Beyond green bonds, Singapore also has the capabilities to explore initiatives that can finance the transition from a brown economy to a greener one, such as through transition bonds. This would target businesses that are keen on green investments in the future but may not have projects or assets that currently qualify as being green.
Allowing these businesses to tap financial support for this transition is crucial. Driving these highly pollutive industries towards a green future will create a significant positive impact on the environment. This will enable Singapore to make great strides on its net zero ambitions while strengthening its position as a regional sustainable finance hub.
Investing about S$1 billion to explore green innovation for energy security and decarbonisation
The recent global energy crunch has shown that Singapore cannot take its energy security for granted. While the country has been exploring new sources of energy, these developments are still in their nascent stages. Giving emerging green technologies a boost through innovation and investments will help the Republic enhance energy security, while demonstrating leadership in global decarbonisation efforts.
Taking the lead in green innovations will also put Singapore in a better place to cope with volatile electricity prices and other uncertainties.
There is potential for Singapore to announce a multi-year S$1 billion Green Energy Investment Fund to drive green innovation and low carbon tech adoption, as it works towards fulfilling global green targets. This new fund could be in the form of partnership between the government and the private sector, with involvement from academic institutions and research agencies.
Singapore has already pumped S$10 million into low-carbon research and S$55 million for projects in hydrogen and carbon capture, utilisation and storage. The fund will send a strong signal of its commitment towards innovation in emerging green technologies through to 2030.
The fund could also help to drive an ecosystem of innovative solutions across industries, involving areas with untapped potential such as hydrogen fuel cells, carbon sequestration, distributed generation and energy storage.
Beyond investing in new technology companies, the fund will also support the deployment of use cases by industry, driving regional green efforts, while similarly playing on Singapore’s expertise in green investments.
Defraying costs to retrofit and green buildings
Singapore has an ambitious target of greening 80 per cent of its buildings by 2030. From the same year, it also aims to have 80 per cent of its new buildings to be Super Low Energy (SLE) buildings.
Currently, about 57 per cent of all buildings in Singapore are yet to be “greened”. These have an average age of 26 years. Amidst Covid-19, developers and landlords have been reluctant to go green, as cashflow concerns remain their top priority.
To reach the desired outcome of its Green Plan, Singapore will need to incentivise developers to build SLE buildings, while raising capital for the retrofitting of old buildings. The greening of the country’s stock of older buildings is a key challenge but it can be overcome potentially by reinstating the Green Mark Gross Floor Area (GM-GFA) incentive scheme in Budget 2022. This reintroduced scheme should re-emphasise the green building initiative and allow developers to purchase “Green GFA” from the government, which would be additional GFA that can only be used in SLE buildings.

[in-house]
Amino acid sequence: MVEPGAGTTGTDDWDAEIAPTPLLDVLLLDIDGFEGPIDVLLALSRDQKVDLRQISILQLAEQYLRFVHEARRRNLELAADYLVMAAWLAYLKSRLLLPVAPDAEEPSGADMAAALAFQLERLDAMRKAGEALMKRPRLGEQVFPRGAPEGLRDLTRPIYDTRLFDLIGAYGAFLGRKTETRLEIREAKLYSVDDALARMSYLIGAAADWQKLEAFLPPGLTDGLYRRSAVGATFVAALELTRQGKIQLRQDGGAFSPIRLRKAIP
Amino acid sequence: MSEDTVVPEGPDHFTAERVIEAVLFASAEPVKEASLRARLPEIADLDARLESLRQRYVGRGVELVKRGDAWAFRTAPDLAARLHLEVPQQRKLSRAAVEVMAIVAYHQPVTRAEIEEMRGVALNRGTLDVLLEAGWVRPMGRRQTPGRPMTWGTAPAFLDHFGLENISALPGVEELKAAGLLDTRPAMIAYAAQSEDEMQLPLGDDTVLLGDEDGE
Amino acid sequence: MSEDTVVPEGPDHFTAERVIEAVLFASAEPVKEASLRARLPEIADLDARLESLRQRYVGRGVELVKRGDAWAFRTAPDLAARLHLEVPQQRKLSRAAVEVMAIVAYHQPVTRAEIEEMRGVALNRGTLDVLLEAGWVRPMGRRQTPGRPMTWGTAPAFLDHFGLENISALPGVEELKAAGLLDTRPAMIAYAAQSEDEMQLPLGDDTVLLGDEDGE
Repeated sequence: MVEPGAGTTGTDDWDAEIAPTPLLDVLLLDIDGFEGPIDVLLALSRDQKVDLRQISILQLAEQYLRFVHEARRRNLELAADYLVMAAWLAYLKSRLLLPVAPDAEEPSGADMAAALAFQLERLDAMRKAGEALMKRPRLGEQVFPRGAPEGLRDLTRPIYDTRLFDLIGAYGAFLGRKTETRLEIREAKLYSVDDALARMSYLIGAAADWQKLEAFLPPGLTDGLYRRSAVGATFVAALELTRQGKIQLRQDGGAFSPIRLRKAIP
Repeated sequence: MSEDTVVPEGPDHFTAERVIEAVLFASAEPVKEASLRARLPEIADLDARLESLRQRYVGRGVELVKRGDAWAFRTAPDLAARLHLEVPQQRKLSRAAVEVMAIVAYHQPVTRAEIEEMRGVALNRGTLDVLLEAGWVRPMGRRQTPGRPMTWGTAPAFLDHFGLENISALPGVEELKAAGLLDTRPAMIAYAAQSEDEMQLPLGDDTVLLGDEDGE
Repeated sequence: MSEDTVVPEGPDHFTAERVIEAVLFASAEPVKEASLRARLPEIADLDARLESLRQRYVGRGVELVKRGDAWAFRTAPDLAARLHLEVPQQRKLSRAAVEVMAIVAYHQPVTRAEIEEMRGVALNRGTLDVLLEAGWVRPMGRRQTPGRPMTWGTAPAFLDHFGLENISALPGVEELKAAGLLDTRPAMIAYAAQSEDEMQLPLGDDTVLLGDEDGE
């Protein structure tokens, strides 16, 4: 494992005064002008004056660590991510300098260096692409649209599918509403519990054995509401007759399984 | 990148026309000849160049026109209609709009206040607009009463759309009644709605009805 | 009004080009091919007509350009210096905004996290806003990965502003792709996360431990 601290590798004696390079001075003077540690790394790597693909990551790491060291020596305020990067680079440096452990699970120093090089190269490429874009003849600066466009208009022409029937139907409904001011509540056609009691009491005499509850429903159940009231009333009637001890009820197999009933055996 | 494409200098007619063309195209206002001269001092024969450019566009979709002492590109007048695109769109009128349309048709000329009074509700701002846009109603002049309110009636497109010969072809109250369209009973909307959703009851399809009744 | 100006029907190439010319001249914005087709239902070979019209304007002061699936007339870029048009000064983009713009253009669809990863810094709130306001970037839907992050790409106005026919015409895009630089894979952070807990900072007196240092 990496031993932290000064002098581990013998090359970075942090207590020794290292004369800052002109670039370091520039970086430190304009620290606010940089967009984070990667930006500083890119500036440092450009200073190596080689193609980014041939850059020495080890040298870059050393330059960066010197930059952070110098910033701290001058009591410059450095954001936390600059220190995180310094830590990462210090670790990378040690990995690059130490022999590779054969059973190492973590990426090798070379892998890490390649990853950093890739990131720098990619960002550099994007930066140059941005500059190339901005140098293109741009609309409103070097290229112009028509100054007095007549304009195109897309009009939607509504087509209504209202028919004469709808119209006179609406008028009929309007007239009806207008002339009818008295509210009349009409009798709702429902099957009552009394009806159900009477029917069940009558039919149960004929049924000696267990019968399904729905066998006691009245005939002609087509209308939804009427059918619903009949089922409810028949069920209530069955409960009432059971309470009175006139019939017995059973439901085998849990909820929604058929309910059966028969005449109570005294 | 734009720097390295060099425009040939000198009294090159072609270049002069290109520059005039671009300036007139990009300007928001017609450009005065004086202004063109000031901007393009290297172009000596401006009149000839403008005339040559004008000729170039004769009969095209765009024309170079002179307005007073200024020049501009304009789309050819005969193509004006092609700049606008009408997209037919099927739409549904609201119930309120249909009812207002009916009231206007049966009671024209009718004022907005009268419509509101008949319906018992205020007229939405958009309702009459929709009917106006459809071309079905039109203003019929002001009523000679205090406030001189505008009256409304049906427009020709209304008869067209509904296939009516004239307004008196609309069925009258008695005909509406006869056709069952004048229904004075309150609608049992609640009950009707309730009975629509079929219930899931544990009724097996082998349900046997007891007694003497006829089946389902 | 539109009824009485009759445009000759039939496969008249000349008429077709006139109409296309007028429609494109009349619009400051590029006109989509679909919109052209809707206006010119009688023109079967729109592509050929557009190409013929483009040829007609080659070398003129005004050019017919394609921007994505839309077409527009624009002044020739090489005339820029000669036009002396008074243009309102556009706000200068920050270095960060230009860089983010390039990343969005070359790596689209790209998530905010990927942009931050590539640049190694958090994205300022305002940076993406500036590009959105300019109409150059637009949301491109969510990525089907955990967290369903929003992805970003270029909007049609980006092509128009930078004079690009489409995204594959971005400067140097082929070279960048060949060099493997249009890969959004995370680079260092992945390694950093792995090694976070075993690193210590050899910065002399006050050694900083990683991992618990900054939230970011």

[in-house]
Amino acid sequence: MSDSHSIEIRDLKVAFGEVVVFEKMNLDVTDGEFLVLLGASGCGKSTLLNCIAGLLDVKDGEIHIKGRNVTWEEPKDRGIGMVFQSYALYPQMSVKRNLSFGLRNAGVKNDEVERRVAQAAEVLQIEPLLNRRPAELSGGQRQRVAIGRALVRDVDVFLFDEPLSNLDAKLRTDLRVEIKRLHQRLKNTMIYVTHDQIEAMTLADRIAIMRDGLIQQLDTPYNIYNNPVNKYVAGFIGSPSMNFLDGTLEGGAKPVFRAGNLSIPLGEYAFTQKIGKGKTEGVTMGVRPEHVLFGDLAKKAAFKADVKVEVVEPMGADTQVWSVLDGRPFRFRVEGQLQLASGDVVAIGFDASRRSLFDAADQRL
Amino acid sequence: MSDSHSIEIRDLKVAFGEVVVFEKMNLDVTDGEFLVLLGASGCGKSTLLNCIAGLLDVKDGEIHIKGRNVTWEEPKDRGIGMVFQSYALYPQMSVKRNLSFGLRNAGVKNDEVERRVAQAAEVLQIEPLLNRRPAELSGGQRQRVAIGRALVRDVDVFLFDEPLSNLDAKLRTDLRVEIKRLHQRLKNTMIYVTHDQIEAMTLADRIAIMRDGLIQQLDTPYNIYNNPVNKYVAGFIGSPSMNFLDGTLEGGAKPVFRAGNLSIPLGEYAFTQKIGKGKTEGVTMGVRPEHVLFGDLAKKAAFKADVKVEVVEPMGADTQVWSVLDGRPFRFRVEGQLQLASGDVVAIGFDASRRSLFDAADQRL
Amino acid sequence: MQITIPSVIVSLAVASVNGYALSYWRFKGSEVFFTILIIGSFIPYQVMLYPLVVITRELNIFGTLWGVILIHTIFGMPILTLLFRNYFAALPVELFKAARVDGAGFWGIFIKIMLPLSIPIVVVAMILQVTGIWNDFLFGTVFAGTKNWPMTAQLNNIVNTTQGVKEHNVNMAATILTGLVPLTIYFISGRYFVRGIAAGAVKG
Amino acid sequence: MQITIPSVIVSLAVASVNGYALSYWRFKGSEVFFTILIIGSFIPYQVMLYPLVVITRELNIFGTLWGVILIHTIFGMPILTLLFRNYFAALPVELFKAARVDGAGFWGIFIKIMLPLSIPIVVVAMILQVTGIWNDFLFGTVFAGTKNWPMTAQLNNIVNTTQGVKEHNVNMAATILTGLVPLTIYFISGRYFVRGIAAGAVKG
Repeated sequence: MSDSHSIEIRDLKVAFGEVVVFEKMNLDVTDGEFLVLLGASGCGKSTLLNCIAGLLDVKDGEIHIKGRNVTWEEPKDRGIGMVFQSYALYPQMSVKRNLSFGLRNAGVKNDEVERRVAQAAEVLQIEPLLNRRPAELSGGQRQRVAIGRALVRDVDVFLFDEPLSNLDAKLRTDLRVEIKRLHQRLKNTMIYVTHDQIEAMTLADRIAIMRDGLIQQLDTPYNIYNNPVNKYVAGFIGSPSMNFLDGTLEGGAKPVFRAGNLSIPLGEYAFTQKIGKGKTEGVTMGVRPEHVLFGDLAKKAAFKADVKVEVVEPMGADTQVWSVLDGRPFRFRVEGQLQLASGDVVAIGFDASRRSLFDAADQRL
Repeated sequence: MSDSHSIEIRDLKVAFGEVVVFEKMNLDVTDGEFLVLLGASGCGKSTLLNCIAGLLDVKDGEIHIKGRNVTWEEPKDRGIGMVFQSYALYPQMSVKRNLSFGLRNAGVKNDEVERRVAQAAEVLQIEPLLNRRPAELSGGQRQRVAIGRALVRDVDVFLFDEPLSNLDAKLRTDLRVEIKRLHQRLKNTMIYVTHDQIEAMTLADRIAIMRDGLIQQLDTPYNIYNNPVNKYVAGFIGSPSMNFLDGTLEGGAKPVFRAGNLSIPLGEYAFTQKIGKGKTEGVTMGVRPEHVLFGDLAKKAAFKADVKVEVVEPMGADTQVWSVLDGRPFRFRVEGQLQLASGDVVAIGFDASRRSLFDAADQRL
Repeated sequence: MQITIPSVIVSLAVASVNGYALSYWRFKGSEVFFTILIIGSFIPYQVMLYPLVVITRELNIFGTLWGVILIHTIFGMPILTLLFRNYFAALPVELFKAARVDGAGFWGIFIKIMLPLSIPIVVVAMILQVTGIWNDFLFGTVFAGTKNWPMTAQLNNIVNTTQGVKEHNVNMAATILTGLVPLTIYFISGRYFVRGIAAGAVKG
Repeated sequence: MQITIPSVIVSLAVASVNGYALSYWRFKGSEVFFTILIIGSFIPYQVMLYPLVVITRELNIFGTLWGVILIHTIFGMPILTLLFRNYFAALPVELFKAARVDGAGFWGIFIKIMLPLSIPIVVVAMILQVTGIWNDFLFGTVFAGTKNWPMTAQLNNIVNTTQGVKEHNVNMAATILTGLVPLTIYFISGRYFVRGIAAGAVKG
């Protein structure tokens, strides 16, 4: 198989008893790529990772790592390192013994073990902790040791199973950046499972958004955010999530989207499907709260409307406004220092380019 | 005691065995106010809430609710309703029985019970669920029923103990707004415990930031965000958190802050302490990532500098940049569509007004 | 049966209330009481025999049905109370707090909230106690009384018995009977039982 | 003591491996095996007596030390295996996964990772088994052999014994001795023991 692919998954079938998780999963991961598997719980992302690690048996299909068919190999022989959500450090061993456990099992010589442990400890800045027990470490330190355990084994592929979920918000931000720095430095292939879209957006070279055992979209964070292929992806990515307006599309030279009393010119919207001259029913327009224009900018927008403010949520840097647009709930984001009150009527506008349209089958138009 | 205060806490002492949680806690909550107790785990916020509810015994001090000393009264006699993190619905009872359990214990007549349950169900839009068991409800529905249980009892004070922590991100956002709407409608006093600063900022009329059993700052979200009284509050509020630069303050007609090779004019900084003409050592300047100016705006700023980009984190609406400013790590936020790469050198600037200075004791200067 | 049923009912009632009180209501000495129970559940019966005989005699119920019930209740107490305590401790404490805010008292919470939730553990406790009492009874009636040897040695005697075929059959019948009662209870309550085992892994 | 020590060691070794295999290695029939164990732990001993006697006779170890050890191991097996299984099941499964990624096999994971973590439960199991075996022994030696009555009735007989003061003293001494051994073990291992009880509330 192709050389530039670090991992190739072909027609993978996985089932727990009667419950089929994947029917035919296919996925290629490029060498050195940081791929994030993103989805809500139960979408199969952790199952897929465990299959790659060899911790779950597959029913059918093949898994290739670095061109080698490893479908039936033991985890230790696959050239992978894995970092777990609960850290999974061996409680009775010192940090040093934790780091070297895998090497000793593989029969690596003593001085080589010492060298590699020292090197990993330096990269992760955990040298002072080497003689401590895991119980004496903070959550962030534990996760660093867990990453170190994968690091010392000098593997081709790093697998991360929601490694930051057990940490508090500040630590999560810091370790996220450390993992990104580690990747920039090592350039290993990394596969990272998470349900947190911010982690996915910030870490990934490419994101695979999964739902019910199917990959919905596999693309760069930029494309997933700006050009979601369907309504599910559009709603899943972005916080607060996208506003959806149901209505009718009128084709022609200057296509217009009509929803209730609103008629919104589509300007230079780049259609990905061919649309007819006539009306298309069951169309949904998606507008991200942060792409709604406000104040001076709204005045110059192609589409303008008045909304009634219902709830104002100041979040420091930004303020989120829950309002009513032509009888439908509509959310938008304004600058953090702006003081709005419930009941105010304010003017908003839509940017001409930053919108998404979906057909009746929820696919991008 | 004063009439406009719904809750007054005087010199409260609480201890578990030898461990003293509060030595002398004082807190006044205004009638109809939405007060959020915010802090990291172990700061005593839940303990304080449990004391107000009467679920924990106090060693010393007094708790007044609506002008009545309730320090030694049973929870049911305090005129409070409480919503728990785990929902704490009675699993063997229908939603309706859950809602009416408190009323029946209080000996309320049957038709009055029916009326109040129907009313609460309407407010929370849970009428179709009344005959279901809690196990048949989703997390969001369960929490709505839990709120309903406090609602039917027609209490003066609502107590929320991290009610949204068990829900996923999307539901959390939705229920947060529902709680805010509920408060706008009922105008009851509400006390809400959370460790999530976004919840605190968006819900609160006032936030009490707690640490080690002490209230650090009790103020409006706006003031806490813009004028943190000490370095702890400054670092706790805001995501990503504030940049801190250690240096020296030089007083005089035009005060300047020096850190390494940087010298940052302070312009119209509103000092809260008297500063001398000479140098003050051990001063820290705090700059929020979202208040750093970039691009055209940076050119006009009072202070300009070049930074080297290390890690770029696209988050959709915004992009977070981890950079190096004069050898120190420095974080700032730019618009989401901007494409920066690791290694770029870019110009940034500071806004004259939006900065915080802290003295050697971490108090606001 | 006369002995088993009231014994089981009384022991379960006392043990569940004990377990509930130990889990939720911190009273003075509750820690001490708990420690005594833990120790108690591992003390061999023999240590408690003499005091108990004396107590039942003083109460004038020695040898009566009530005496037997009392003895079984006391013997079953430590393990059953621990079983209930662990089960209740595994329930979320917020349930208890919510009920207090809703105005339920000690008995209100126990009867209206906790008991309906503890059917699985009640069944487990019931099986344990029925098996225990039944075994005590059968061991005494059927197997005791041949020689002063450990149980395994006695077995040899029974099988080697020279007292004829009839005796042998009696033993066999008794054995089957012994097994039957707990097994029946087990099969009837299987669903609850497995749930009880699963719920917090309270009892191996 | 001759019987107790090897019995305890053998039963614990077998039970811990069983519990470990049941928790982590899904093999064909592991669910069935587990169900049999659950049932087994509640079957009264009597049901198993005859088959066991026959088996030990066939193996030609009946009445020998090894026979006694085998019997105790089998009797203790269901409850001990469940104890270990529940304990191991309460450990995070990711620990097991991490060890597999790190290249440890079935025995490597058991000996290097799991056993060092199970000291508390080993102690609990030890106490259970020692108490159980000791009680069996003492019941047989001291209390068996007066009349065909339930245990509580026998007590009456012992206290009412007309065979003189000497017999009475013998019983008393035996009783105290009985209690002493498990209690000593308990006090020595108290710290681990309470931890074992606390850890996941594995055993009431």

Laws can also be set so that energy-intensive developments such as data centres can be built only by purchasing Green GFA. The proceeds from the Green GFA thus sold can, in turn, raise capital for the retrofitting of old buildings. The capital can be disbursed in the form of very low or zero interest loans to landlords, especially for those who are unable to secure bank funding due to a low credit rating. Capital raised from Green GFA can also be used to grow an innovation ecosystem for climate-friendly construction techniques, building materials and technologies through providing early-stage financing.
Focusing resources on fostering green innovation and technology will enable Singapore to reach its climate goals, while strengthening its reputation as a policy leader in green buildings.
Sustainability has become a top priority for governments and corporates in the past year. Following Budget 2022, Singapore will need to initiate long-term ESG plans to send a clear signal to enterprises and citizens of the urgency of national commitments.
Singapore’s net zero journey cannot be disconnected from the rest of Asean, in view of its strategic position as a regional hub. Hence, the country should explore ways to raise its profile and visibility as a regional leader in sustainable developments, green finance and renewable energy – stepping up investments in green energy innovation and charting diplomatic pathways for Singapore to thrive as an ESG choice location for sustainable businesses.
The ultimate goal is to engender not only ESG-related economic growth for the country, but also lasting impressions on the sustainable front that other countries will look to emulate.